Even provisions for bad loans to the troubled oil and gas sector - which spooked the sector last year - turned out to be a smaller problem than originally anticipated.
All three banks have indicated that the larger troubled loans have already been recognised as non-performing loans. The bad debt situation in the oil and gas sector is also believed to have stabilised.
What is more, any further interest-rate hikes by the US central bank may turn out to be a boon for the local lenders, given the manner in which local interest rates track the US market.
All the three lenders are net lenders with more deposits than loans. That means that any rise in interest rates will lead to an improvement in their net interest margins - the spread which they earn on their loans - and this will give a boost to their bottom line.
Against this rosy backdrop, however, there is the worry that as local interest rates creep up, it may cause stress among home-owners servicing their mortgages.
But so far, there is little cause for worry. As Citi Research analyst Robert Kong noted in a report last month, four years of TDSR (total debt servicing ratio), which restricts the sum a property buyer can borrow as a percentage of gross income, has helped to curb speculation while household incomes have crept up.
As for small and medium-sized enterprises, the other group of borrowers likely to be hurt by higher interest rates, banks have not reported any "systemic uptrends" in this segment of their loan portfolios and any rise in non-performing loans would still be presumably covered within the current provisions for bad debts made by the banks.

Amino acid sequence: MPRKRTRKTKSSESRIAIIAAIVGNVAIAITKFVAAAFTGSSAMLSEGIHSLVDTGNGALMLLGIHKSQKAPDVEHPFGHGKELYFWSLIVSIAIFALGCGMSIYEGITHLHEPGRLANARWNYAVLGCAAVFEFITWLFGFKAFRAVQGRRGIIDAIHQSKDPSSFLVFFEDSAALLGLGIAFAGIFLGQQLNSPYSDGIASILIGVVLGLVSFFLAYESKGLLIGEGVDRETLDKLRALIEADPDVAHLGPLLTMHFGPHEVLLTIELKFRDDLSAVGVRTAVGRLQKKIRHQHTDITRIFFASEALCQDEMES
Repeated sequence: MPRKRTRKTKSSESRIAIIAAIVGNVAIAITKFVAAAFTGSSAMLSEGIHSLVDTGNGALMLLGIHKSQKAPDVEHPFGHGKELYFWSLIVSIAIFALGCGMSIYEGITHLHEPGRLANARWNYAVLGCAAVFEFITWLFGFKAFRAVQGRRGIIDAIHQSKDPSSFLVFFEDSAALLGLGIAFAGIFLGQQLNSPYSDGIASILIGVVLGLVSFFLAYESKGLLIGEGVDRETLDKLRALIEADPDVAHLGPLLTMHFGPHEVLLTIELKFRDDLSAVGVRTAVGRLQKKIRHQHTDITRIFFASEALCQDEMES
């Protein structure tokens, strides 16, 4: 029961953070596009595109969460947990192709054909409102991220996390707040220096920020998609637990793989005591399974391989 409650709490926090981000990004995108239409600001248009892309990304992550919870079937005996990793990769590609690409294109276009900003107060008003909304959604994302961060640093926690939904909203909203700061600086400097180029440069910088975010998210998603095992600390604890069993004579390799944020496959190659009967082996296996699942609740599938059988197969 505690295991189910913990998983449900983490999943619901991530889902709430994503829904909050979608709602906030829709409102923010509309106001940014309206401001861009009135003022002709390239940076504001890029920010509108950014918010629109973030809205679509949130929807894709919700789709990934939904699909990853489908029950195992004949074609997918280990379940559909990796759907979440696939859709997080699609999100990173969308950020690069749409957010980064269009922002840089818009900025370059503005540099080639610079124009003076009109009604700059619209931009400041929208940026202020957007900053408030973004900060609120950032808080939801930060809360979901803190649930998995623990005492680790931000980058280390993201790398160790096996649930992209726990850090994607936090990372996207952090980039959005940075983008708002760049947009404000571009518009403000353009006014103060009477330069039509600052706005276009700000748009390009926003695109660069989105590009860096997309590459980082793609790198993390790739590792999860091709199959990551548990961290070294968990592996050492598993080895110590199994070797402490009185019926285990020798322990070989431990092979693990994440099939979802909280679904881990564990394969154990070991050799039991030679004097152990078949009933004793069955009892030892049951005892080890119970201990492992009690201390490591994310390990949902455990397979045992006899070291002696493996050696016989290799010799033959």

Still, while the home front may appear tranquil, there is one worry further afield worth flagging - the recent beating taken by US banking giants in their share prices.
Even though US stock indexes such as the Dow Jones Industrial Average and Nasdaq Composite have been hitting record high levels, share prices of some huge US lenders, such as JPMorgan Chase and Goldman Sachs, have slipped sharply from their recent highs.
These lenders had been the biggest beneficiaries of the stock rally after Mr Trump's victory, as investors looked forward to a heady brew of higher interest rates, lower taxes and lighter regulations.
But some of those anticipated changes now look less certain to be delivered as Mr Trump's setback over healthcare reforms - and his deepening political problems - cast a pall over his ability to implement other promised reforms.
The Financial Times noted that on the US lenders' wish list had been a move to repeal a debit card interchange fee which had reduced banking industry revenues by more than US$9 billion (S$12.5 billion) a year in the US since it was introduced in 2010.
Yet, even on this move, it observed that Republican lawmakers have been unable to swing the votes their way. That makes the banks look to the next item on their wish lists with some trepidation, it added.
You may think that the inability of US lenders to lighten up on some arcane regulations on their home front has nothing to do with the rest of the world. But in an intimately connected world such as ours, the big worry is whether the rally in local bank shares will suffer any collateral fallout if US lenders continue to falter.
A broader question to ask is whether our stock market is over-reliant on the three local banks' capacity to stir up interest among fund managers. That is the big dilemma confronting the local bourse as it battles for attention with other major stock markets for the investor dollar.
A version of this article appeared in the print edition of The Straits Times on June 12, 2017, with the headline 'Whither the banks going forward'. Print Edition | Subscribe